COURT

Judges essential, not just 'nice to have'

Friday 11 May 2012, 11:56AM
By Labour Party
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Judges don’t seem to believe Attorney General Chris Finlayson when he seeks to minimise suggestions that there are plans not to replace retiring Judges, or to relieve Judges with other responsibilities, says Charles Chauvel.

“The Ministry of Justice seems to have come up with the idea that there are 23 too many Judges, and that this should be dealt with via a policy of attrition.

“In a letter to Chris Finlayson, dated 2 May 2012, Chief District Court Judge Jan-Marie Doogue demonstrates that this analysis is incorrect and, if adopted will lead to further delays in the justice system.

“In Parliament today, Chris Finlayson would not adopt or disavow the Ministry’s analysis and the National Party refused to allow the letter to be tabled.

“It already takes over a year to get a trial in a District Court in Auckland,” Charles Chauvel said.  “And if the Government doesn’t talk to the Judges about making sure there are enough of them to do the job required, delays like that will get a lot worse.

“The Ministry’s view has never been discussed with the Judges. It contains fundamental mistakes, like the number of sitting hours available to each Judge every year, and the numbers of Judges unavailable to sit full time because they have other duties, like Parole Board work and chairing or sitting on other courts and tribunals.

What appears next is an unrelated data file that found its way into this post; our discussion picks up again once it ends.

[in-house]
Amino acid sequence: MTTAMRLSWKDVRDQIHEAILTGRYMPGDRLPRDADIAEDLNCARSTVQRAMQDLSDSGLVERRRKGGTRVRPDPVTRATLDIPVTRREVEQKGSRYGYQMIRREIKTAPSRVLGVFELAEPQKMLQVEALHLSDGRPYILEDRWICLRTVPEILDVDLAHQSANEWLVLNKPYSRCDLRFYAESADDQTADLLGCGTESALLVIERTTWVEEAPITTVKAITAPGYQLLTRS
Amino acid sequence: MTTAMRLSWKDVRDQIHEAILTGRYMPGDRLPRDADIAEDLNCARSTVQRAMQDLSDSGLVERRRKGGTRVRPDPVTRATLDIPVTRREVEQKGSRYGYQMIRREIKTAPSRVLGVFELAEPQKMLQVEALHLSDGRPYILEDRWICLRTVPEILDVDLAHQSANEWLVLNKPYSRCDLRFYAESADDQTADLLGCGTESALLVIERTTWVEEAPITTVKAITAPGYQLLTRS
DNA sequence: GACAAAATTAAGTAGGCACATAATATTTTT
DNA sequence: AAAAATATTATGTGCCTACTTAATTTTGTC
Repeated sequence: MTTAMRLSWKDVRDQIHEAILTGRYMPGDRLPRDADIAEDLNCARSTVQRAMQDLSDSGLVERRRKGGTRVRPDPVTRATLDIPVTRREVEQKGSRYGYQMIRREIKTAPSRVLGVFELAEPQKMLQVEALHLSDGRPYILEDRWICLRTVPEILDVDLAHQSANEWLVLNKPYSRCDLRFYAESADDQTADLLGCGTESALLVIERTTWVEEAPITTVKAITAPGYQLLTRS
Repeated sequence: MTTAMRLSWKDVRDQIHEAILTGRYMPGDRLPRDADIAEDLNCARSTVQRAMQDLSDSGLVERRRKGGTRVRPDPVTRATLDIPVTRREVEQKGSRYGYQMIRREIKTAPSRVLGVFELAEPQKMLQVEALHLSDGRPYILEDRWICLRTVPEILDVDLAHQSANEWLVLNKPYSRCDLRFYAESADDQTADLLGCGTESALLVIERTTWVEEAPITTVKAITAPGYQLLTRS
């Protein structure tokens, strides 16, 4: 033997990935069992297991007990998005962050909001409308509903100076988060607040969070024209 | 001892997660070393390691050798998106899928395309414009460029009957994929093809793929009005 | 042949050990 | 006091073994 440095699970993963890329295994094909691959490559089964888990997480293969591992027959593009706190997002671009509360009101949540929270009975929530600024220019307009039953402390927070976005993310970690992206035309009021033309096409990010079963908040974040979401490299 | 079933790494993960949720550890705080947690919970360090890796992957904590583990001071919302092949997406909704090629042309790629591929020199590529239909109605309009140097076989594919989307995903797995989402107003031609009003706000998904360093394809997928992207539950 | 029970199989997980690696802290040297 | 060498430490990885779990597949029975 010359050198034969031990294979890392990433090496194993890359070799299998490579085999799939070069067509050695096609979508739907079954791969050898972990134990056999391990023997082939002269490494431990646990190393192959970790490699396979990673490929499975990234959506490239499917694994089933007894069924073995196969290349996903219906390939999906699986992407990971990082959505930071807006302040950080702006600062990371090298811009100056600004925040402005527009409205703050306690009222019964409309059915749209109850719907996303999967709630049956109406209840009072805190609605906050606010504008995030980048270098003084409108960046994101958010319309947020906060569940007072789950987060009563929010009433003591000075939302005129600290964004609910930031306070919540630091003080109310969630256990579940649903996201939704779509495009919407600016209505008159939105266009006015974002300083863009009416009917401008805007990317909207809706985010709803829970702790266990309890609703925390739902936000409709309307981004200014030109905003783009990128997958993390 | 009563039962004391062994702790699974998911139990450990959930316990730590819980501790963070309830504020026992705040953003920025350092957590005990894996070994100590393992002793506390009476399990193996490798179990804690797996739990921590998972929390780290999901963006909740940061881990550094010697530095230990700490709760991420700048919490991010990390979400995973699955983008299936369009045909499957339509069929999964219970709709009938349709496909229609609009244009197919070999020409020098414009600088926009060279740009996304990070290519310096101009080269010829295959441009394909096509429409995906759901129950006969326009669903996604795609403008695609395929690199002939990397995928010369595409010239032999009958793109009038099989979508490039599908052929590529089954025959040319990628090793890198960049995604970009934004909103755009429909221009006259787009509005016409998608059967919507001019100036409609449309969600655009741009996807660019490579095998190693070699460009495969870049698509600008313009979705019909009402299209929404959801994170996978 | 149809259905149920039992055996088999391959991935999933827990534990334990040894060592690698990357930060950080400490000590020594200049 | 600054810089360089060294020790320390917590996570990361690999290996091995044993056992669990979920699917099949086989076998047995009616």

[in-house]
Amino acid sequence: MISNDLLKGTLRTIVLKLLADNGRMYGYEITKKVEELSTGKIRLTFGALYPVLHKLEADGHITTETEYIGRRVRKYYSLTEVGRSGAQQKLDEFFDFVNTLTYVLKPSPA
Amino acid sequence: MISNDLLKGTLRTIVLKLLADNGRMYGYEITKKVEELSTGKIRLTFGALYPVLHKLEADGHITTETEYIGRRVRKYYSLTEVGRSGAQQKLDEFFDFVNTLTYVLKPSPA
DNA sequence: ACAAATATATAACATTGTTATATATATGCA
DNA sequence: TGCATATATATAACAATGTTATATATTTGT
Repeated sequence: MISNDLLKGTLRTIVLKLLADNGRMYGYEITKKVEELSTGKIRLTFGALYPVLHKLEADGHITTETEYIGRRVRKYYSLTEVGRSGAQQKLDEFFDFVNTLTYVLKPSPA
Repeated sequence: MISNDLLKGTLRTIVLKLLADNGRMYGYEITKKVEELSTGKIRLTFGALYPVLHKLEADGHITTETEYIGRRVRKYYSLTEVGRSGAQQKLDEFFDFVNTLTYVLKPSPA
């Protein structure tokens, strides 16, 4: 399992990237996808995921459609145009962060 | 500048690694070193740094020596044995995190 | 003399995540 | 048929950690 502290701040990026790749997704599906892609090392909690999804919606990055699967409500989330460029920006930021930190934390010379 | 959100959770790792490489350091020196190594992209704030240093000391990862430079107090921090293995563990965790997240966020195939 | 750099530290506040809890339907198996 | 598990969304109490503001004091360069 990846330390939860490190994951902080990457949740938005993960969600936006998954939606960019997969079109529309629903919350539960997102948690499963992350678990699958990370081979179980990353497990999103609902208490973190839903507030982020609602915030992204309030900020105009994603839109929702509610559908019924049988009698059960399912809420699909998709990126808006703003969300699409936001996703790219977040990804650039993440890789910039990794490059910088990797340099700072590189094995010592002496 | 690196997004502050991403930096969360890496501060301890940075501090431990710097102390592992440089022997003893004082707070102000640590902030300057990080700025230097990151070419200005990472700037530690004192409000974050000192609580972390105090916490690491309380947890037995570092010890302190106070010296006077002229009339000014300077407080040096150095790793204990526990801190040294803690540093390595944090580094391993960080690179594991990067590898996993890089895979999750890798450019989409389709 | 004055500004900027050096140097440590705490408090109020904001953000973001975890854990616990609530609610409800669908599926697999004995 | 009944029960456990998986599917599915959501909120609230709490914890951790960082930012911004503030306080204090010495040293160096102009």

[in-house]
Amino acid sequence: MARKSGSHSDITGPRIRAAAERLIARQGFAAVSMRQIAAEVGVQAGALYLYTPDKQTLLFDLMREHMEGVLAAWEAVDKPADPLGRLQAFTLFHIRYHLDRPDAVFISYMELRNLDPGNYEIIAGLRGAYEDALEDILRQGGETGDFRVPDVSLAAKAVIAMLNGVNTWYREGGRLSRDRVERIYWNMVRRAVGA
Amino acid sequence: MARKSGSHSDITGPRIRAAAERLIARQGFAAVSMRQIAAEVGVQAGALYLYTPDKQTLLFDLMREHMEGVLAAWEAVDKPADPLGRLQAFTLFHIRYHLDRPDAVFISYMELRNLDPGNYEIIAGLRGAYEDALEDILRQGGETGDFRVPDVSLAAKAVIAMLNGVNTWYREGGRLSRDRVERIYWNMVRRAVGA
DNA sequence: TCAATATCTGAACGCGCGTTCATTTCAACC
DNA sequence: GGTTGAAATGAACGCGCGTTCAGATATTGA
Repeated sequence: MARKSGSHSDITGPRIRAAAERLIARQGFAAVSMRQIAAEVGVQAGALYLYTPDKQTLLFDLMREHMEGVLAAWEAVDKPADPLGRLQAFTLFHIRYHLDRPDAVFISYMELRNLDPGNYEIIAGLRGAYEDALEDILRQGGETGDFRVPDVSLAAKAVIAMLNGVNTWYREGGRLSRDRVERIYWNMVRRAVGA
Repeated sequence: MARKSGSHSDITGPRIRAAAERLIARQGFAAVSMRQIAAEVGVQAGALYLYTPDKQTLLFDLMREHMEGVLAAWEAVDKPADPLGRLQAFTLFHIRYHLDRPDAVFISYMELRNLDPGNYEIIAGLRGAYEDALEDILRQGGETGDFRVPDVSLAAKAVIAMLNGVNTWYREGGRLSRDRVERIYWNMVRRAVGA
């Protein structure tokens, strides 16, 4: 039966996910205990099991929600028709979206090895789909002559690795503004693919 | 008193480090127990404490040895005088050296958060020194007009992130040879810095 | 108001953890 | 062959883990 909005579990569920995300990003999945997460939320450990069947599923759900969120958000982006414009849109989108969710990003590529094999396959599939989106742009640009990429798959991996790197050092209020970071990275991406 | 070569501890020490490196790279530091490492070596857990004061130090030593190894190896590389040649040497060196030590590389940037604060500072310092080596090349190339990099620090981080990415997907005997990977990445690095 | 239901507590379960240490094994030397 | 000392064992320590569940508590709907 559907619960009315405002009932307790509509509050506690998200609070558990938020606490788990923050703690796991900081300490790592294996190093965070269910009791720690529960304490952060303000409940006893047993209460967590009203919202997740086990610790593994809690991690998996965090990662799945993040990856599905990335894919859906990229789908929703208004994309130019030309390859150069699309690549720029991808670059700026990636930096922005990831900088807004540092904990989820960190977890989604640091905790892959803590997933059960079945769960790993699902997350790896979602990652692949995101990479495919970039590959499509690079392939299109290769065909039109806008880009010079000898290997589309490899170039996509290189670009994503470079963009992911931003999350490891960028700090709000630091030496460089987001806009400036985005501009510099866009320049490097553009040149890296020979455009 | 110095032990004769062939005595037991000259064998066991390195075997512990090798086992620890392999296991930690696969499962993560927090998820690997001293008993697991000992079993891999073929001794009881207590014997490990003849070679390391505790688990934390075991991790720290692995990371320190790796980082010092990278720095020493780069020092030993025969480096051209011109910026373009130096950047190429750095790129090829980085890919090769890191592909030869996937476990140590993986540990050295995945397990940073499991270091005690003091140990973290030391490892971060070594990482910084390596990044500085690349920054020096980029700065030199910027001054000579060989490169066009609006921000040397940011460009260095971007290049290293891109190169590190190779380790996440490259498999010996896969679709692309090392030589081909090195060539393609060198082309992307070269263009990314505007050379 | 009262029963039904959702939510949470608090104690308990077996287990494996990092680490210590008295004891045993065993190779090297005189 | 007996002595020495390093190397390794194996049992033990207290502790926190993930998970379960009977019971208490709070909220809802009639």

“Judges are resourced by the taxpayer and have a responsibility to work efficiently.  But they are not public servants who can be directed to operate in a particular way.  Both the practical reality, and the constitutional position, is that any changes to the operation of the bench need to be the product of discussion and negotiation with the Judges themselves.

“Any other approach is inappropriate and likely to be counterproductive.

“We all want an efficient court system that delivers prompt and effective justice.  But this will come only from a cooperative relationship between the Government and the Judiciary, rather than one that seeks to swing the resourcing axe,” Charles Chauvel said.